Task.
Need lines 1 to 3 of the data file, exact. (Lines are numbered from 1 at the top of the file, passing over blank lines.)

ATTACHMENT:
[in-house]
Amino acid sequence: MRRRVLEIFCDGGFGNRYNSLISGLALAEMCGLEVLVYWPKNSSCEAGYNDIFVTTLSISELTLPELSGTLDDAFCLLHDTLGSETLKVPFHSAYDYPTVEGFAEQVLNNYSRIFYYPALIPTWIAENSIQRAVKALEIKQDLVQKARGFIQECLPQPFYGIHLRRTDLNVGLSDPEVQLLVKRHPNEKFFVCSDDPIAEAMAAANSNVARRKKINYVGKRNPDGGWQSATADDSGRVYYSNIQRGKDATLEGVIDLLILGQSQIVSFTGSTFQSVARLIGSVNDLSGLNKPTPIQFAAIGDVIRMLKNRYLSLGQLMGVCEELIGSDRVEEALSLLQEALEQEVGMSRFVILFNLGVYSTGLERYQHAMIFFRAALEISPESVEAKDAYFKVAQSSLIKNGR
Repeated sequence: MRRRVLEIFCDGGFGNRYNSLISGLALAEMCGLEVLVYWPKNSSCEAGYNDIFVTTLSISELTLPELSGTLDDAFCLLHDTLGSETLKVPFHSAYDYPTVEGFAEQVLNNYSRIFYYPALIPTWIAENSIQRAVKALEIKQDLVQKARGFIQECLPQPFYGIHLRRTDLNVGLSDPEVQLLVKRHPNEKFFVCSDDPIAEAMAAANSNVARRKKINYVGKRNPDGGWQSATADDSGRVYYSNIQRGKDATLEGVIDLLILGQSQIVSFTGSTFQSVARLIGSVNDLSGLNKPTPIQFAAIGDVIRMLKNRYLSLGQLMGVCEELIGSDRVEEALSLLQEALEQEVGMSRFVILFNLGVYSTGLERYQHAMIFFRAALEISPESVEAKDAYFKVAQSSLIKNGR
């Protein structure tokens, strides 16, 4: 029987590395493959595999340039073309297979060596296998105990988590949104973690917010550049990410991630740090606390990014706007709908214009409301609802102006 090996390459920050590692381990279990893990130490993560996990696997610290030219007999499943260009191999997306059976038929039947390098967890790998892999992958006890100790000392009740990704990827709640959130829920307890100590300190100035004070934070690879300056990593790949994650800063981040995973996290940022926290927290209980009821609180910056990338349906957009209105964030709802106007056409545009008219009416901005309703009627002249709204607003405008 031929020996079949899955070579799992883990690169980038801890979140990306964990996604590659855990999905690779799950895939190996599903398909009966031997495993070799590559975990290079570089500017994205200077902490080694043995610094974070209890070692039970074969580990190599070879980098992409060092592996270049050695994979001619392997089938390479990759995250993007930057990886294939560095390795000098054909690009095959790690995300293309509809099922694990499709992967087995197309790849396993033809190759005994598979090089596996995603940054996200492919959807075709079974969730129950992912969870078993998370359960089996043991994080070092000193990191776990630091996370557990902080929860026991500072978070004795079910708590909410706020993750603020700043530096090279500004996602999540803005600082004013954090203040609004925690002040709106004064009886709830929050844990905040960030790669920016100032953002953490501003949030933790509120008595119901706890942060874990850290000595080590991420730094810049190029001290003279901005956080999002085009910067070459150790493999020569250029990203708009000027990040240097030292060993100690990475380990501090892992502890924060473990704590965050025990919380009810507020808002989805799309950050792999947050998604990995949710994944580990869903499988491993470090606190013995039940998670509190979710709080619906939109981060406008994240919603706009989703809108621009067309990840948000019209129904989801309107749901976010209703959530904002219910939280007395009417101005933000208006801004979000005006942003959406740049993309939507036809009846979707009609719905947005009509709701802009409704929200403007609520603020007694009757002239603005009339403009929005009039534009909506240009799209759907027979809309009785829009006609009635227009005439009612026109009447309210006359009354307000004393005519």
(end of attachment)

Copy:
[in-house]
Amino acid sequence: MRRRVLEIFCDGGFGNRYNSLISGLALAEMCGLEVLVYWPKNSSCEAGYNDIFVTTLSISELTLPELSGTLDDAFCLLHDTLGSETLKVPFHSAYDYPTVEGFAEQVLNNYSRIFYYPALIPTWIAENSIQRAVKALEIKQDLVQKARGFIQECLPQPFYGIHLRRTDLNVGLSDPEVQLLVKRHPNEKFFVCSDDPIAEAMAAANSNVARRKKINYVGKRNPDGGWQSATADDSGRVYYSNIQRGKDATLEGVIDLLILGQSQIVSFTGSTFQSVARLIGSVNDLSGLNKPTPIQFAAIGDVIRMLKNRYLSLGQLMGVCEELIGSDRVEEALSLLQEALEQEVGMSRFVILFNLGVYSTGLERYQHAMIFFRAALEISPESVEAKDAYFKVAQSSLIKNGR
Repeated sequence: MRRRVLEIFCDGGFGNRYNSLISGLALAEMCGLEVLVYWPKNSSCEAGYNDIFVTTLSISELTLPELSGTLDDAFCLLHDTLGSETLKVPFHSAYDYPTVEGFAEQVLNNYSRIFYYPALIPTWIAENSIQRAVKALEIKQDLVQKARGFIQECLPQPFYGIHLRRTDLNVGLSDPEVQLLVKRHPNEKFFVCSDDPIAEAMAAANSNVARRKKINYVGKRNPDGGWQSATADDSGRVYYSNIQRGKDATLEGVIDLLILGQSQIVSFTGSTFQSVARLIGSVNDLSGLNKPTPIQFAAIGDVIRMLKNRYLSLGQLMGVCEELIGSDRVEEALSLLQEALEQEVGMSRFVILFNLGVYSTGLERYQHAMIFFRAALEISPESVEAKDAYFKVAQSSLIKNGR